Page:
2. F1B Labradoodle

An F1b labradoodle is the offspring of one F1 labradoodle and a purebred poodle or labrador retriever.

Sometimes, they are referred to as an FB1 labradoodle or a labradoodle F1B. The letter B represents backcrossing within this breed.

Breeders use backcrossing to increase the likelihood of puppies inheriting specific traits. Breeders of the F1B labradoodle want to increase the likelihood of non-shedding coats.

An F1B labradoodle can have either a Poodle or a Labrador parent, but they are almost always the result of a labradoodle backcrossed to a Poodle.

This contributes to ensuring that the dogs have improved traits.

3. F1BB Labradoodle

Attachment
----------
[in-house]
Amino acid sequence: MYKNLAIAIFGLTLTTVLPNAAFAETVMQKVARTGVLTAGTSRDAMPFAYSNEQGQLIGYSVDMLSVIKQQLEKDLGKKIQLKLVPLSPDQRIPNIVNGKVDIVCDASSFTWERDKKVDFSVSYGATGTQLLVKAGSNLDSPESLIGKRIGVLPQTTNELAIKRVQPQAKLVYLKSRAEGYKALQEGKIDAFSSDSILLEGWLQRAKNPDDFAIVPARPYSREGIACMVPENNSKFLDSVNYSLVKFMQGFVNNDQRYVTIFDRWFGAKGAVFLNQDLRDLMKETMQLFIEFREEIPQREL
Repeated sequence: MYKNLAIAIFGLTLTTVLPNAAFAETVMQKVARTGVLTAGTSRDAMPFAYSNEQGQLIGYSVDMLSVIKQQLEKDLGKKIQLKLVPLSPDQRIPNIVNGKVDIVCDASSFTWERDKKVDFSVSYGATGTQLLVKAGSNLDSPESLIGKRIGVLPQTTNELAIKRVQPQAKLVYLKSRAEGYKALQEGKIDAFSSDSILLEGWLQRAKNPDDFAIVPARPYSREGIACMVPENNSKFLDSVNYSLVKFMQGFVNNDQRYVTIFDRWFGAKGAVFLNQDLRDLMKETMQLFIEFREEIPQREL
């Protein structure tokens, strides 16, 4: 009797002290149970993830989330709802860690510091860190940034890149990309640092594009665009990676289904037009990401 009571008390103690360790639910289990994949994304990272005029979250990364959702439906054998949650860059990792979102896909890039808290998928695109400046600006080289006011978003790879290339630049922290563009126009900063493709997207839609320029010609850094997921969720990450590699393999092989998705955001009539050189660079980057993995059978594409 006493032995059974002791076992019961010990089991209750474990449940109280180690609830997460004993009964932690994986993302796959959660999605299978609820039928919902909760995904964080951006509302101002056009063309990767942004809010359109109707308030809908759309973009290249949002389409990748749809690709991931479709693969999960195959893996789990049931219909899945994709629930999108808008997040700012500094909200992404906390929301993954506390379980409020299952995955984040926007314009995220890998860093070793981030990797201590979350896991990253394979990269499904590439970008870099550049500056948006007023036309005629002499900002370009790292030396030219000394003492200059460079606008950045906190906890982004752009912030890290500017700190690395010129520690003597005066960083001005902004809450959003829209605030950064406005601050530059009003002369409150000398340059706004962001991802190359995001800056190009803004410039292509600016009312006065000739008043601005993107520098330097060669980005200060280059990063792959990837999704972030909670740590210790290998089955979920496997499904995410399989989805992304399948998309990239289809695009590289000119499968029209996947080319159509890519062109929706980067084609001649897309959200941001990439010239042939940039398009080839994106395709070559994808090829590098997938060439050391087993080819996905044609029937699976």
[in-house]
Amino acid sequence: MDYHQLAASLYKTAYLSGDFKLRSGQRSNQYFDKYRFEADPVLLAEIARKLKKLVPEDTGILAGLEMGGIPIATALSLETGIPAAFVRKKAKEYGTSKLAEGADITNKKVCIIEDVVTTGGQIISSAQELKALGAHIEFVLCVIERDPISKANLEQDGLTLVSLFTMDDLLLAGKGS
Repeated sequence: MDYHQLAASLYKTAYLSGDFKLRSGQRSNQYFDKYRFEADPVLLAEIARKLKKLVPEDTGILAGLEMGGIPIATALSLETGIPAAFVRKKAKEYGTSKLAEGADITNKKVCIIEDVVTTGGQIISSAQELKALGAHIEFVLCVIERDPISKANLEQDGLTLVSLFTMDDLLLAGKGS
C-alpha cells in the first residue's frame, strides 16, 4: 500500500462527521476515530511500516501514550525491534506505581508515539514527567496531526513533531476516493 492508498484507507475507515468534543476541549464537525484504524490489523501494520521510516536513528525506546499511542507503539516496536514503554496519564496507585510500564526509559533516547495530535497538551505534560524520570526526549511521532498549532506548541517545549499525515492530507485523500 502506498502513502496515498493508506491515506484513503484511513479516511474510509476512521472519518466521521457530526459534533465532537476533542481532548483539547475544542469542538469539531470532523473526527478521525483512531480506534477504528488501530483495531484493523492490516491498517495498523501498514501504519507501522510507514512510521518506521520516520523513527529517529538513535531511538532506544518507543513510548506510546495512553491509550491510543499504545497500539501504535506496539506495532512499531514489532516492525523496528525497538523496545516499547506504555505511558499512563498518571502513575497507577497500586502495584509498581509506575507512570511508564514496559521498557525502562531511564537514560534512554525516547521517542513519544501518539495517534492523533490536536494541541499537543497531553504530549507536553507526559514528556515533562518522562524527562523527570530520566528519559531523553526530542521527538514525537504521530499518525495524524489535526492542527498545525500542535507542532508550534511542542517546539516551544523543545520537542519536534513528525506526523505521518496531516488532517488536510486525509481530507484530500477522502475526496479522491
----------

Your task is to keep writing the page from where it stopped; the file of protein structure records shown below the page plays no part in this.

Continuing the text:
What Does F1BB Labradoodle Mean?

F1BB Labradoodles are a more complex labradoodle breed.

This generation is produced by backcrossing an F1B labradoodle with a Poodle.

F1BB is also known as F1B(b), where “b” represents the Poodle backcross. Because an F1B labradoodle is already 75 percent Poodle, crossing it with another Poodle complicates matters even more.

The F1BB Labradoodles produced due to this cross are extremely low shedding and hypoallergenic.

4. F2 Labradoodle

F2 Labradoodles are Labradoodles that are half Poodle and half Labrador Retriever.

The F2 Labradoodle is also the result of a cross between two F1 Labradoodles. The F2 Labradoodles have four pedigree grandparents as well. In this case, the F2 offspring has 50% of each F1.